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# Machine Learning CS 545

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This 66 page Class Notes was uploaded by Betty Kertzmann on Tuesday September 22, 2015. The Class Notes belongs to CS 545 at Colorado State University taught by Charles Anderson in Fall. Since its upload, it has received 45 views. For similar materials see /class/210186/cs-545-colorado-state-university in ComputerScienence at Colorado State University.

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Date Created: 09/22/15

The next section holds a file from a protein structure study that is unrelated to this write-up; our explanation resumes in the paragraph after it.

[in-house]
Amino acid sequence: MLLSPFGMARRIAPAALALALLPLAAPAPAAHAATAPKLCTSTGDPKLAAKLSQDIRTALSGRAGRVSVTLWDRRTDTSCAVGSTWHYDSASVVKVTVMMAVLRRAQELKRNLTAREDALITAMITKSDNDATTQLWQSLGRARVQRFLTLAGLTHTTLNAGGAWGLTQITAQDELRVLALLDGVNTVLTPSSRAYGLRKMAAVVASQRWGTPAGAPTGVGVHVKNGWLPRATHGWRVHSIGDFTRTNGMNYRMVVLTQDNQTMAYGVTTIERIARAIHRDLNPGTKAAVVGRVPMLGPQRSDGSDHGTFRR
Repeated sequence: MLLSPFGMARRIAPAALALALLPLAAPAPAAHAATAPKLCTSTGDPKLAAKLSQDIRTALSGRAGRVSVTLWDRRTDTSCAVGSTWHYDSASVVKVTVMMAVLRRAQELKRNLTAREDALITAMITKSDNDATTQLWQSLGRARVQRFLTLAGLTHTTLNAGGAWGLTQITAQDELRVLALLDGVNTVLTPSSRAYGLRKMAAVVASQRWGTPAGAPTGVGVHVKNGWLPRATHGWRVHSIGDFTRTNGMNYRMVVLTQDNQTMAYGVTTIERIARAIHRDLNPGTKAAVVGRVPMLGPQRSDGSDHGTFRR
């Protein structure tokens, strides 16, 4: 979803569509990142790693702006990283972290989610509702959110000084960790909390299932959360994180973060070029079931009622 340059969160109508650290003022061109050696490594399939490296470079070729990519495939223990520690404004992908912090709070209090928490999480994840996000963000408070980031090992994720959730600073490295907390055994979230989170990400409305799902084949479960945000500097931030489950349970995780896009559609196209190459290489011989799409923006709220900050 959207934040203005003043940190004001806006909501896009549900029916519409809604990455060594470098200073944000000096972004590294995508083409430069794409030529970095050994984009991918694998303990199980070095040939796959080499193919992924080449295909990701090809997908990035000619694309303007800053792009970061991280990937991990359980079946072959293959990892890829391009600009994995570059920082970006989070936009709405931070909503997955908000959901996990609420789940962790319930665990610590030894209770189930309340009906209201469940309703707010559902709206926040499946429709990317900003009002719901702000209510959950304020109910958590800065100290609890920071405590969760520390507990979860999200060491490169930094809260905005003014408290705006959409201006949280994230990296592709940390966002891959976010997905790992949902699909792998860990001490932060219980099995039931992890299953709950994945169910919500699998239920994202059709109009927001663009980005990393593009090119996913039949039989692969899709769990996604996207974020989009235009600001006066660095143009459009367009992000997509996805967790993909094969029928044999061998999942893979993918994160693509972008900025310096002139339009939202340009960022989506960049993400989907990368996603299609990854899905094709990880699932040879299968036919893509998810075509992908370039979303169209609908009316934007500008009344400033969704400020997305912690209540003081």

C5545 Linear Models Nonlinear Inputs Probabilistic Chuck Anderson Department of Computer Science Colorado State University Fall 2009 Outline Bayesian Regression Derivation Application to Auto MPG Data Application to 1 D Data Bayesian Regression o The full Bayesian approach to regression does not solve for a single w value Instead an expression for the probability of a model given the data is formulated Then a sum is taken over all possible models of the prediction value for a given model weighted by the probability of that model Bayesian Regression o The full Bayesian approach to regression does not solve for a single w value Instead an expression for the probability of a model given the data is formulated Then a sum is taken over all possible models of the prediction value for a given model weighted by the probability of that model 0 So ptnlxnXT ptnmodellxnXT dmodel ptnlmodelxnX7 T pmodellXT dmodel Bayesian Regression o The full Bayesian approach to regression does not solve for a single w value Instead an expression for the probability of a model given the data is formulated Then a sum is taken over all possible models of the prediction value for a given model weighted by the probability of that model 0 So ptnlxnXT ptnmodellxnXT dmodel ptnlmodelxnX7 T pmodellXT dmodel 0 As before let39s choose the model to be yxr7 w xnw l e where E N NO 1 With this choice Pfnlm0del7Xn7 X7T ptnlW7 7Xn7 X7135 Nfnl XnW7 B71 o Bayes Theorem tells us pmodeX7 T X pTX7 modelpmode PW 7 X7T7 0lt PT W7 137 X7 BMW o Bayes Theorem tells us pmodellX7 T X pTlX7 modelpmodel PlWl 7 XiTi 0lt PlTlW7 137 X7 BMW 0 We will model the data likelihood function as a Gaussian PTlW7 995 NTl W7 571 N HNtnl xnWv il n1 o Bayes Theorem tells us pmodellX7 T X pTlX7 modelpmodel PlWl 7 XiTi 0lt PlTlW7 137 X7 BMW 9 We will model the data likelihood function as a Gaussian PTlW7 995 NTl W7 571 N HNtnl xnWv il n1 0 Again choose the prior distribution of the weights to be the zero mean Gaussian pwla Nwl0ofll 0 Now the original equation becomes ptnixnXT N Nfni xnw75 1HNfni XnW7 1 n1 Nwi0oflldw 0 Now the original equation becomes ptnlxnXT N NirniwxniwiVli NirniwxniwiB l n1 Nwl0oflldw Let39s work on the last two terms in the integral They involve products of Gaussians which involve products of exponential terms with base e These products are formed by adding the exponents so let39s focus on the value of the exponent of e The sum we get is 0 N 1 BZtni Xnw2 wTalw n1 0 Continuing working with the sum we get N 50 20 7 ltigtXnw2 wTaw n1 1 N N 1 N 1 2 2 T E ztn Zin xnw 7 EZ Xnw 7 5w aw n1 n1 n1 TTTJr l Tdmi 5WT T W7 wraw 7w75 7 aw wT6 TT 7 gTTT 0 Continuing working with the sum we get N 2 T 25 2 XnW W aW 1 N N 1 N 1 7 77 2 7 7 2 7 7 T 7 213ng grnwxuw zgwxuw 2w aw 75T7T 5TT w 7 wT T w 7 wTaw 7w75 7 aw wT TT 7 BTTT 0 Notice the terms are grouped by ones quadratic and linear in w This allows us to figure out what the Gaussian distribution is After all a product of two Gaussians must be another Gaussian Reverse engineering a Gaussian 0 Look at expression 271 in Bishop39s book and the text around it 7XiuTZ 1Xiu 1 7 EXTZAX XTZAp const Reverse engineering a Gaussian 0 Look at expression 271 in Bishop39s book and the text around it 1 750 MT 1X7 M 1 7 EXTZAX XTZAp const 0 Comparing with our previous expression i mechcb alw wT TT 7 TTT Reverse engineering a Gaussian 0 Look at expression 271 in Bishop39s book and the text around it 75x7 mew u 7 xTiilx XTZAp const 0 Comparing with our previous expression gwnmw anw WTmTT e mTT 0 we see that 2 1 3 T a 9 Unfortunately with this definition the linear terms do not match To make them match we can introduce Z71 I at the right place so wT TT becomes wTiili d TT 9 Unfortunately with this definition the linear terms do not match To make them match we can introduce Z71 I at the right place so wT TT becomes wTiili d TT 0 making the full exponent i mechtb aiw mechcb al T airlm n TTT 9 Unfortunately with this definition the linear terms do not match To make them match we can introduce Z71 I at the right place so wT TT becomes wTiili d TT 0 making the full exponent i mechcb alw wT T aIB T airlm n 1 T EBT T 0 Now we can identify the mean u 52 TT o Renaming the mean and covariance matrix of this distribution of w to be 5W mch arl U39W ll BSW TT7 o Renaming the mean and covariance matrix of this distribution of w to be 5W mch arl U39W ll BSW TT7 0 We have now identified the resulting Gaussian to be NPW7 SW Our book uses variable names uN and 5N for In and SW o The initial integral pirnixnx Nrni xnw 1 N H Ntni xnw7371NWi07ailldw n1 is now ptnix7XT Ntni xnw51wwi w75Wdw Sheesh Another Gaussian Product 0 To deal with the integral of the product of these two Gaussians we will first form thejoint distribution of t and W and develop an expression for the mean and covariance matrix of thejoint distribution First form a vector containing both tn and w and call it 2 no Sheesh Another Gaussian Product 0 To deal with the integral of the product of these two Gaussians we will first form thejoint distribution of t and W and develop an expression for the mean and covariance matrix of thejoint distribution First form a vector containing both tn and w and call it 2 no 9 Since tn and w are independent pz ptnpw and when we multiply these two Gaussians wejust add their exponents o prnpw is gm mam 7 wwwmwaw 1 T 71 T 71 1 71 75w 5W ww 5W WigWSW uw 1 tn T B xn tn 7 w xn Xn XnT7v1 w tquot T O const W sszl W a At this point we have followed the derivation in Section 233 up to Equation 2106 Continuing this derivation would result in meaning I don39t have slides for this determining that pt nlxX7 T 39tnl xnw7 Bil39wlu7 5Wdw Ntnlm7 5 where Mt WMw 1 st B l XTSW X39 a At this point we have followed the derivation in Section 233 up to Equation 2106 Continuing this derivation would result in meaning I don39t have slides for this determining that pirnixixin Nrni xnw731mwvw7 swidwi lenl tv 5t where m WMW st g xTw x 0 To use this result we build our model by first calculating pm and SW given some training data X and a At this point we have followed the derivation in Section 233 up to Equation 2106 Continuing this derivation would result in meaning I don39t have slides for this determining that pt nlxX7 T 39tnl xnw7 B INwluw 5Wdw NU nlMh 5 where m WMw 1 St B xTSW x 0 To use this result we build our model by first calculating pm and SW given some training data X and 0 Then for every data sample x we predict the target value tpredided xuw an expression very much like our frequentist solution In addition the Bayesian approach gives us the variance Sr of the prediction Application to Auto MPG Data 9 Calculate pm and SW after choosing some hyperparameters 5W mch arl MW u BswchT gt beta lt 10 gt alpha lt7 10 gt M lt gt SW beta 101 gtlt1 alpha diag1 M1 lt7 solve gt mu w lt7 beta Sw 101 r T 0 Then for the test data calculate the predicted MPG distribution parameters Mt WPW st g xTw x gt pred mu lt7 Xtestl r mu w gt pred var lt7 co gt for i m 1nrowXLesL1 x lt7 XLesL1inropFALSE pred var lt7 Cpred var lbela x s w 19 gt for i m 110 calpred mui squpred vari n 3 88899 0 2 22685 1 0 14 79652 7 0 2033407 8 29176 7 0 2082009 22 83277 7 0 2029982 25 06364 7 0 2018831 29 37667 7 0 2036604 0 Then for the test data calculate the predicted MPG distribution parameters Mt WPW st l XTSW X39 pred mu lt7 Xtestl r mu w pred var lt7 0 for i m 1nrowXLesL1 x lt7 XLesL1inropFALSE pred var lt7 Cpred var lbela x r S w r lx gt for i m 110 mum mui squpred vari n 13 88899 7 0 2022685 14 79652 7 0 2033407 gt gt gt 8 29176 7 0 2082009 22 83277 7 0 2029982 25 06364 7 0 2018831 29 37667 7 0 2036604 0 Will calculate ST in matrix form a few slides later Now something a little easier to understand 0 Let39s try fitting a sine curve using radial basis functions First generate the X values and target values Xall lt7 malrixc0 4 0 6 0 1 runif50 nRBFs 7 9 rbeenLers lt7 sequringepyxrangepyiennRBFs XallRBF lt7 mnze1Doltaii cemem bfcmm wmm brwim beta lt7 Assume We know beta for target distribution Tall lt7 mauixsin2pirgtltaHjmormmowgtltauDamnbeta Now something a little easier to understand 0 Let39s try fitting a sine curve using radial basis functions First generate the X values and target values Xall lt7 matrixc0 40 601 runir50 nRBFs lt7 9 mfwmh lt range lt7 r rbeenLers lt7 seqxrnge1xrange2lennRBFs XallRBF lt7 mnze1Doltaii centersrbeenLers wmm brwim beta lt7 Assume We know beta for target distribution Tall lt7 malrixsin2tpitXalljmormnrowXall0squ1bela 0 Then the test data quotTest lt7 100 Xtest lt7 matrixseq01lennTesL XLesLRBF lt7 rbfizelDO esL centersrbeenLers widthsrbfidth 19 H mm Pr 71 o What do the RBFs look like magma awh malplolXLesLXLesLR BF Lypei 19 H mm Pr 71 o What do the RBFs look like magma awh malplolXLesLXLesLR BF Lypei 0 Now let39s perform Bayesian Regression to form a model 5W mch arl MW b BW TT Mt WMw 1 T st 3 l sw x39 Remember the last two equations are for a single sample x but we want the R code to handle multiple samples makeBayesReg lt7 functionoa Ti alpha beta gtlt1 lt7 cbindnm e ncoX1 w lt7 solvebela e tgtlt1 e X1 alpha e diag1M T mu w lt7 beta e Sw e tgtlt1 e list mu w mu w s w s w alpha alpha beta beta useBayesReg lt7 mnctionmodei X gtlt1 lt7 cbindnm mu L lt7 X1r model mu w S t lt7 1model5beta rowSumsX1t modemva r X1 appendlistmean mu L variance S 1 model Now use these for different sizes of training sets to see how this affects the results We are generating Figure 38 in Bishop39s teXt aipha lt7 o 1 other precision parameter We need def par lt7 parmarc2 2 3 1 layoulmaLrixc 123A 2 byrowTRUE Lextcoiorred read 7ayout for quotTrain in c1 2 4 25 Xtrain lt7 Xaii1nTraianropFALSE x ra L inRBF lt7 XaiiRBF1nTraianropFALSE Ttrain lt7 Taii1nTraianropFALSE model lt7 makeBayesRegXLrainRBF TLrain aipha bela predictions lt7 useBayesRegmodel XtesLRBFj plot BayesRegression1Dmodel XLrain Ttrain XLesL predictions HRBFS ib Vidtii pardef par r 19 H mm F rl 39l a lll 0 That plot function is below Uses polygon Read examples at end of polygon plot BayesRegresslonlD lt7 nclion model XLram TLram XLesLpredlctlons nRBFs rb Vldth upper lt7 predlcmonsSmean squpredlctlonsvarlanee lower lt7 predlctlons mean 7 squpredlctlonsvarlanee See demograp1Es to see how to draw shaded regon plolcXLesL revXLesL Cupper rev owerjj Lype n xlab x ylab L H yl lmc 72 polygoncXLeerevXLes j cupper revlower col plnllt bombNA 39 co n lines Xtest predlctlonsimean coli red lines XLesLsin2tpltXL stj co green Lille pasle nRBFs nRBst r ledL rbledLh H quotTram lengthomamjmn beta delibela mo alpha xmodelsalplajj Green line is target curve Red line is model output mean nREFs 9 rbfWidm beta 25 alph 05 quotTrain 1 nREFs 9 rbfWidth 005 quotTrain 2 01 beta25 alpha 01 1 1 Vi 1 1 F 7 1 1 1 1 1 F an 12 no an 12 no ua 1n nREFs 9 rbfWidm 05 quotTrain 4 nREFs 9 rbfWidm 005 quotTrain 25 beta25 alpha 01 b a25 alpha C5545 Linear Models for Classification Chuck Anderson Department of Computer Science Colorado State University Fall 2009 Outline Linear Least Squares for Classification Indicator Variables Masking Problem Example a To classify a sample as being a member of 1 of 3 different classes we could use integers 1 2 and 3 as target outputs 3 Linear Model 6 Class 2 1 a To classify a sample as being a member of 1 of 3 different classes we could use integers 1 2 and 3 as target outputs 3 Linear Model 6 Class 2 1 9 Linear function of X seems to match data fairly well Why is this not a good idea c We must convert the continuous y aXis value to discrete integers 1 2 or 3 Without adding more parameters we are forced to use the general solution of splitting at 15 and 25 c We must convert the continuous y aXis value to discrete integers 1 2 or 3 Without adding more parameters we are forced to use the general solution of splitting at 15 and 25 a We must convert the continuous y aXis value to discrete integers 1 2 or 3 Without adding more parameters we are forced to use the general solution of splitting at 15 and 25 o Rats Boundaries are not where we want them Indicator Variables 0 To allow flexibility we need to decouple the modeling of the boundaries Problem is due to using one value to represent all classes Indicator Variables 0 To allow flexibility we need to decouple the modeling of the boundaries Problem is due to using one value to represent all classes 0 Instead let39s use three values one for each class Binary valued variables are adequate Class 1 100 Class 2 010 and Class 3 001 Our linear model has three outputs now How do we interpret the output for a new sample Indicator Variables 0 To allow flexibility we need to decouple the modeling of the boundaries Problem is due to using one value to represent all classes 0 Instead let39s use three values one for each class Binary valued variables are adequate Class 1 100 Class 2 010 and Class 3 001 Our linear model has three outputs now How do we interpret the output for a new sample a Let the output be y y1y2y3 Convert these values to a class by picking the maximum value class argmaxy i Indicator Variables 0 To allow flexibility we need to decouple the modeling of the boundaries Problem is due to using one value to represent all classes 0 Instead let39s use three values one for each class Binary valued variables are adequate Class 1 100 Class 2 010 and Class 3 001 Our linear model has three outputs now How do we interpret the output for a new sample a Let the output be y y1y2y3 Convert these values to a class by picking the maximum value class argmaxy i 9 Ta rgets 0 Can plot the three output components on three separate graphs What linear functions will each one learn 1 m 1 mammn 1 new master ndrcatnr nmcamr vanaue vanabre vanabre 1 2 3 u ammnnum u m nn H magnumng 0 Can plot the three output components on three separate graphs What linear functions will each one learn 1 m 1 mammn 1 new master ndrcatnr nmcamr vanaue vanabre vanabre 1 2 3 u ammnnum u m nn H magnumng 0 Can plot the three output components on three separate graphs What linear functions will each one learn mammn 1 an a lndicatur variable 3 1 mm mm variable variable 1 2 x o Overlay them to see which one is the maximum for each X value 0 Can plot the three output components on three separate graphs What linear functions will each one learn mammn 1 an a lndicatur variable 3 1 mm mm variable variable 1 2 x o Overlay them to see which one is the maximum for each X value 0 Can plot the three output components on three separate graphs What linear functions will each one learn mammn 1 an a lndicatur variable 3 1 mm mm variable variable 1 2 x o Overlay them to see which one is the maximum for each X value 0 See any potential problems 0 See any potential problems 0000 a 000000 00 V o What if the green line is too low 0000 0000000 V 0 See any potential problems 0000 a 000000 00 V o What if the green line is too low 0000 0000000 V o What could cause this 0 Too few samples from Class 2 1 1 mmcatur vaname 1 u nun 1 no 0 ndmatur mdmatur vaname vaname 2 3 H mm monm H mm mama X 0 Too few samples from Class 2 1 1 1 W D lndlcatur lndlcatur lndlcatur vanable vanable vanable 1 2 3 u 1 new acouan 1 mm mama X X c There may be no values of X for which the second output yg of our linear model is larger than the other two Class 2 has become masked by the other classes 0 Too few samples from Class 2 1 1 1 W D indicatur indicatur indicatur variable variable variable 1 2 3 u 1 new acouan 1 mm mama X X c There may be no values of X for which the second output yg of our linear model is larger than the other two Class 2 has become masked by the other classes a What other shape of function response would work better for this data Hold that thought while we try an example Application Parkinsons Data Set from UCI ML Archive 0 147 samples from subjects with Parkinsons 48 samples from healthy subjects Application Parkinsons Data Set from UCI ML Archive 0 147 samples from subjects with Parkinsons 48 samples from healthy subjects a Each sample composed of 21 numerical features extracted from voice recordings Application Parkinsons Data Set from UCI ML Archive 0 147 samples from subjects with Parkinsons 48 samples from healthy subjects a Each sample composed of 21 numerical features extracted from voice recordings 0 from collaboration with the University of Oxford and the National Center for Voice and Speech in Denver Read and Prepare the Data data lt7 read lable parkmsons data headerTRUE sep remove name an m ks num m 1 t data lt7 data samplenrowdala statuss 0 for eathy 1 fo Parkmama status lt7 data status remove statui Eoumn from data data lt7 dalaL iwhichconamesdata status 0 dataHeaMy lt7 datastatus dataParks lt7 dalaslalusiil nHeaMy lt7 nrowdataHeathy quotParks lt7 nrowdataParks Read and Prepare the Data 0 data lt7 read lable parkmsons data headerTRUE sep remove name an m ks num m 1 t ow dalajj statuss 0 for eathy 1 fo status lt7 data status remove status Eoumn from data data lt7 dalaL iwhichconamesdala ParkMons status 0 daLaHeaMy lt7 dalaslalus daLaParks lt7 dalaslalusiil nHeaMy lt7 nrowdaLaHeaLhy quotParks lt7 nrowdaLaParks Look at the data gt dala12 MDVP F0 HZ MDVP Fm HZ MDVP F10 HZ MDVP Jwtter MDVP J LLerAbs 1 223 361 26 7 7 8 0 00352 26705 2 136 926 9 866 131276 0 00293 2e705 MDVP RAP MDVP PPQ my DDP MDVP Shwmmer MDVP thmmerdB ShwmmerAPQB 1 0 00169 0 0188 0 22 0 01379 2 00118 0 00153 0 00355 0 01259 0112 0 00656 ShwmmerAPQS MDVP APQ Shwmmer DDA NHR HNR RPDE DFA 1 0 01478 0 01909 0 04137 0 01493 20 366 0 566849 0 574282 2 0 00717 0 01140 0 01968 0 00581 25 703 0460600 0 646846 spreadl spread 1 754568110 345238 2 840556 0 232861 2 76 547148 0152813 2 041277 0138512